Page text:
Press in Megagames – No news isn’t good news

A critical part of many megagames is a Press or Media role

It seemed to me worthwhile to say a little about what being the press in a megegame entails and why it is probably the most involving and coolest roles of all (after being on the Control Team, that is).

First a bit on the game function of Press in games. The press are there to create an atmosphere of challenge for players – especially thDSCF3761ose playing political roles. It is easy for players to stand up and announce how well they are doing or make some entirely self-serving announcement – but as in real life, if their spin or dissembling is too far from the truth it must be challenged, otherwise game communications and public statements become meaningless nonsense pretty quickly – and therefore detract from the gameplay experience for everyone else as the other participants are having to listen to players who merely like the sound of their own voices. It is a waste of the limited time we have in a day of gaming.
So a key aspect of the press/media team is to challenge these statements. They do this best by producing a new-sheet or a blog post or twitter headlines (or whatever technology is being used for the game) which asks questions and expects the political players to justify, and provide evidence for, their pronouncements.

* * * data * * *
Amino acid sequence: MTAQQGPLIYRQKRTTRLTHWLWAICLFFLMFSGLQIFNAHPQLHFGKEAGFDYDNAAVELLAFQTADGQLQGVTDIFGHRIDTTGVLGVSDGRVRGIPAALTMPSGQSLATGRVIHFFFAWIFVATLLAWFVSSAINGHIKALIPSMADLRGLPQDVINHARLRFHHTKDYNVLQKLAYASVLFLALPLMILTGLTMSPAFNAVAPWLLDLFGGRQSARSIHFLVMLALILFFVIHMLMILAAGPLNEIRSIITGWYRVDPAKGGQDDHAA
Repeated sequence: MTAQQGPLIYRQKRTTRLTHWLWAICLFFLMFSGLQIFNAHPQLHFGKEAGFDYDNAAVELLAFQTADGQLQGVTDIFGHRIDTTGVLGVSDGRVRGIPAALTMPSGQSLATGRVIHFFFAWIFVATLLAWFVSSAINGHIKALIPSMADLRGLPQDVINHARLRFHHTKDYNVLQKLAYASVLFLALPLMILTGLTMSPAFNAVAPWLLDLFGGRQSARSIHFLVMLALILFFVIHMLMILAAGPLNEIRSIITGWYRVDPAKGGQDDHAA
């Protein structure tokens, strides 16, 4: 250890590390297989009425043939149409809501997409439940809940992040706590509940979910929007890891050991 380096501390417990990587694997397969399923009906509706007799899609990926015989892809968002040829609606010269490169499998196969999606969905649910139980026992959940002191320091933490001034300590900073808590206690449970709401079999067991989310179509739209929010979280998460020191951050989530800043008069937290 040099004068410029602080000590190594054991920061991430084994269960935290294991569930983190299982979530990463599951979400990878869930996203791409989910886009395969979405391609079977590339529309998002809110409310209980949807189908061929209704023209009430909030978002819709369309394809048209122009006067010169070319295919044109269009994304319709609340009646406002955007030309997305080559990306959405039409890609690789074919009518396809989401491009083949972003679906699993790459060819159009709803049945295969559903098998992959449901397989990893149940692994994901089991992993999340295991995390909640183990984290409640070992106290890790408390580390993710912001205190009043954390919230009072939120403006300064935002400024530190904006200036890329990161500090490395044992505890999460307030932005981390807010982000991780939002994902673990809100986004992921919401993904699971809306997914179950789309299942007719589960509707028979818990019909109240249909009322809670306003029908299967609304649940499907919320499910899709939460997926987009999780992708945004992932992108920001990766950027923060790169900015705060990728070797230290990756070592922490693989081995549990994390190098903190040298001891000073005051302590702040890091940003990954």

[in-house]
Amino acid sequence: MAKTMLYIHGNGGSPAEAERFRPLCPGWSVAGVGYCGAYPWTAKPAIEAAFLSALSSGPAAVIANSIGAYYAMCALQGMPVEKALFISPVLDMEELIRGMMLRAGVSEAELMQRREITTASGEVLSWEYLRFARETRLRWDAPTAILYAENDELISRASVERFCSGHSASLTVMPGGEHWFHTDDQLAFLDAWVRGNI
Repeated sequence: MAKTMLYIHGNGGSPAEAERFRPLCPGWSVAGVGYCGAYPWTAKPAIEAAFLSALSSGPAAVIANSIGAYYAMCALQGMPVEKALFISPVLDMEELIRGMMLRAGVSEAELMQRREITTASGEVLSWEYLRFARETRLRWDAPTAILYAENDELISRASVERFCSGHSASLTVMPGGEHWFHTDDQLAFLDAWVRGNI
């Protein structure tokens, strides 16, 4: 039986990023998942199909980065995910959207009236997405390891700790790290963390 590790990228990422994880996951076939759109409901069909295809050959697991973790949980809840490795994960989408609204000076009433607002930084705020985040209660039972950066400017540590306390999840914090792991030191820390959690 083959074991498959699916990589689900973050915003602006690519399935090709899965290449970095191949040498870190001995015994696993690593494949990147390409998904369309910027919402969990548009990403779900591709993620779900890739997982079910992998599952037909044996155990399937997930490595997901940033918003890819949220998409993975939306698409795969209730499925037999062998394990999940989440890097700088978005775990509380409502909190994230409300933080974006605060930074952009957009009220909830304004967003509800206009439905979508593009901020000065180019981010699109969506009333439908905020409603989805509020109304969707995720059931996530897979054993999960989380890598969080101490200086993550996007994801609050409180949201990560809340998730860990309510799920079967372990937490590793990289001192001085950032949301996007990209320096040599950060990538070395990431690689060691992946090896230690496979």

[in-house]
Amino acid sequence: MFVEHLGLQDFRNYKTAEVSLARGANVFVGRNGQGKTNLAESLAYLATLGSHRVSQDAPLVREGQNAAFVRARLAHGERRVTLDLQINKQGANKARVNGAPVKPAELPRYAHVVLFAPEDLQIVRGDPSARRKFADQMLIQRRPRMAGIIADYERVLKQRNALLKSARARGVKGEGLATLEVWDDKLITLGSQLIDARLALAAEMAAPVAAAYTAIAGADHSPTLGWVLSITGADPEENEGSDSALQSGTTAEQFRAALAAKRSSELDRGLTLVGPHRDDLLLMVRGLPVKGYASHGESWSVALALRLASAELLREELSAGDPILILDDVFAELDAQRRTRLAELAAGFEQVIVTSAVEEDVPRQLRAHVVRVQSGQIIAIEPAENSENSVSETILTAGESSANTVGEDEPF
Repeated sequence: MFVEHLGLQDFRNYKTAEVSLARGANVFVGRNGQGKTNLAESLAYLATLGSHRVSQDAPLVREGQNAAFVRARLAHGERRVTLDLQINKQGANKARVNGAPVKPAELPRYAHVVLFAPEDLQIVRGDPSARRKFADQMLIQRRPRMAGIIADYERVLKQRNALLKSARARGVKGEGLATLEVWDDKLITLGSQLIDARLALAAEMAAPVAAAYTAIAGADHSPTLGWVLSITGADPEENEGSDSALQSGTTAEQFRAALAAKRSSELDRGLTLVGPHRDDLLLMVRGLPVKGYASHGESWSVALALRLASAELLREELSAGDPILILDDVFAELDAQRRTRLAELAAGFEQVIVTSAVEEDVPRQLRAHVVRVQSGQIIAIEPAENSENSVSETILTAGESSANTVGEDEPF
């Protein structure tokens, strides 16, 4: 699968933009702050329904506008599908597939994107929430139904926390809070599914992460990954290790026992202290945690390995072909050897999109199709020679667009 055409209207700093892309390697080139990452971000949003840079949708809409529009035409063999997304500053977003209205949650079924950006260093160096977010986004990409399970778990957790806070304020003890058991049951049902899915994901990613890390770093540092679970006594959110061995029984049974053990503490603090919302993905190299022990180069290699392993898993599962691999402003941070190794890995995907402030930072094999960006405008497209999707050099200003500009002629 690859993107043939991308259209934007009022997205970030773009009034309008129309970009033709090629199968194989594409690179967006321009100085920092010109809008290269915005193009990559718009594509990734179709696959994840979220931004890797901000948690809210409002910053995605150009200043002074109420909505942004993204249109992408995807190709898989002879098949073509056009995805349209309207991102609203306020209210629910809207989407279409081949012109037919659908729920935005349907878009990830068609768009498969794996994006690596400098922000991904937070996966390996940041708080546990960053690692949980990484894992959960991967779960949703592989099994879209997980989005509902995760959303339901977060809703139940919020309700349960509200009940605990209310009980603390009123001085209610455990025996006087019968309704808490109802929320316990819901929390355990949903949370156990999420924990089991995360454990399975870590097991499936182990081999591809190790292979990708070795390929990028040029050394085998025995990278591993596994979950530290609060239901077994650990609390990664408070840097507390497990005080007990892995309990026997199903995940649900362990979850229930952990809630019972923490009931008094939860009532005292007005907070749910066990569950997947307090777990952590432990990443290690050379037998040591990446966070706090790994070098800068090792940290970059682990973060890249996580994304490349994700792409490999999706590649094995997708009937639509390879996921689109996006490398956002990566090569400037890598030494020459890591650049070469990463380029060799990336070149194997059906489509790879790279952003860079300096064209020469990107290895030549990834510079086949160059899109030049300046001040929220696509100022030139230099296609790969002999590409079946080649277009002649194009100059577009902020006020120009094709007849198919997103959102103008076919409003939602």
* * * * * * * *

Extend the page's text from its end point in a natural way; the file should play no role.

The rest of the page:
Some have suggested that this could be a Control role, and indeed it can, but Control are not at all well placed to perform the press function because:

a. they know too much about ‘reality as it is’ and are often sorely tempted to use that information – thus creating unintentional leaks and spoilers – and potentially harming the players’ experience of emerging gameplay.

b. players are often suspcious of Control-run press because of fears of being railroaded. There is a very real risk of players seeing control-generated press as ‘instructions’ of what they must do in the game.

c. Control cannot ‘go for the throat’ and publish a political hatchet-job on a player or team where they have messed up being caught out lying (or whatever). Control will feel they have to be impartial and ‘fair’ in a way a player-run team does not. This dangerously dilutes the impact of the press.

d. Control has no game objectives (other than to ensure the smooth running of the game) whereas players can be given their own agenda, and they can fully and wholeheartedly engage in wheeling and dealing with political players. And can be influenced in a way that Control never can be.

So, the flow of news about what is going on the game world being represented has tremendous influence.

In many games, positive or negative reporting in the game-media has direct game effects as part of the game system, or perhaps reporting has direct feedback into individual player objectives. Where the press are at their best is where everyone really needs to ensure their image in the media is sound.

Press Teams in Action


Typically we organise the press into teams (we have had amazingly capable individuals play the roles, but like so much in megagames – the team is the thing).